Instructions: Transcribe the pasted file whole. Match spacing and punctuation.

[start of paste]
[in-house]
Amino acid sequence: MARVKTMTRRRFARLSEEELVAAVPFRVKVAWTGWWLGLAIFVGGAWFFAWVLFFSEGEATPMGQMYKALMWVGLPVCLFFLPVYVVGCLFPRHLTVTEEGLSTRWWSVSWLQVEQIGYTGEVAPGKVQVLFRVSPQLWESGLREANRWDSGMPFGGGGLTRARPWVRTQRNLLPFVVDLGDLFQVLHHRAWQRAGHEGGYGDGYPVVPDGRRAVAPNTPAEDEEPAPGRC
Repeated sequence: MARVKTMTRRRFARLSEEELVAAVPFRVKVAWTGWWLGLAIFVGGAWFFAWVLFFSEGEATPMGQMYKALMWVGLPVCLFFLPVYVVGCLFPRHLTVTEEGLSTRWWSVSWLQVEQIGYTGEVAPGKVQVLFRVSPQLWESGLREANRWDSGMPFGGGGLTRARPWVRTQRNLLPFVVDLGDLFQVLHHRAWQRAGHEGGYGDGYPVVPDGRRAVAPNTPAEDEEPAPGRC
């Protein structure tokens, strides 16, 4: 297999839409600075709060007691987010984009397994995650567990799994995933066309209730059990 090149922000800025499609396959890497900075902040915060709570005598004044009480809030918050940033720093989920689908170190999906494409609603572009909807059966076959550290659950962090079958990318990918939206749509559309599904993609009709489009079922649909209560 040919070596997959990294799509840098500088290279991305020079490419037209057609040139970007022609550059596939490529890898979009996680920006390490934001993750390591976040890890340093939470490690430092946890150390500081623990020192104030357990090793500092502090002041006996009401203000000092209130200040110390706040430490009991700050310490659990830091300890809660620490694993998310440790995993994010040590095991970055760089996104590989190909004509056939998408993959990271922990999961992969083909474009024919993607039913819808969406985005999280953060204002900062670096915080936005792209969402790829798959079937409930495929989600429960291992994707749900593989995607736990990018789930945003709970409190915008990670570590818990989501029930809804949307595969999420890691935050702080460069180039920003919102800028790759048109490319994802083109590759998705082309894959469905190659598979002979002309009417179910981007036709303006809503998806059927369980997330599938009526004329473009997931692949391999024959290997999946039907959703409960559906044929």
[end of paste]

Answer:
[in-house]
Amino acid sequence: MARVKTMTRRRFARLSEEELVAAVPFRVKVAWTGWWLGLAIFVGGAWFFAWVLFFSEGEATPMGQMYKALMWVGLPVCLFFLPVYVVGCLFPRHLTVTEEGLSTRWWSVSWLQVEQIGYTGEVAPGKVQVLFRVSPQLWESGLREANRWDSGMPFGGGGLTRARPWVRTQRNLLPFVVDLGDLFQVLHHRAWQRAGHEGGYGDGYPVVPDGRRAVAPNTPAEDEEPAPGRC
Repeated sequence: MARVKTMTRRRFARLSEEELVAAVPFRVKVAWTGWWLGLAIFVGGAWFFAWVLFFSEGEATPMGQMYKALMWVGLPVCLFFLPVYVVGCLFPRHLTVTEEGLSTRWWSVSWLQVEQIGYTGEVAPGKVQVLFRVSPQLWESGLREANRWDSGMPFGGGGLTRARPWVRTQRNLLPFVVDLGDLFQVLHHRAWQRAGHEGGYGDGYPVVPDGRRAVAPNTPAEDEEPAPGRC
């Protein structure tokens, strides 16, 4: 297999839409600075709060007691987010984009397994995650567990799994995933066309209730059990 090149922000800025499609396959890497900075902040915060709570005598004044009480809030918050940033720093989920689908170190999906494409609603572009909807059966076959550290659950962090079958990318990918939206749509559309599904993609009709489009079922649909209560 040919070596997959990294799509840098500088290279991305020079490419037209057609040139970007022609550059596939490529890898979009996680920006390490934001993750390591976040890890340093939470490690430092946890150390500081623990020192104030357990090793500092502090002041006996009401203000000092209130200040110390706040430490009991700050310490659990830091300890809660620490694993998310440790995993994010040590095991970055760089996104590989190909004509056939998408993959990271922990999961992969083909474009024919993607039913819808969406985005999280953060204002900062670096915080936005792209969402790829798959079937409930495929989600429960291992994707749900593989995607736990990018789930945003709970409190915008990670570590818990989501029930809804949307595969999420890691935050702080460069180039920003919102800028790759048109490319994802083109590759998705082309894959469905190659598979002979002309009417179910981007036709303006809503998806059927369980997330599938009526004329473009997931692949391999024959290997999946039907959703409960559906044929």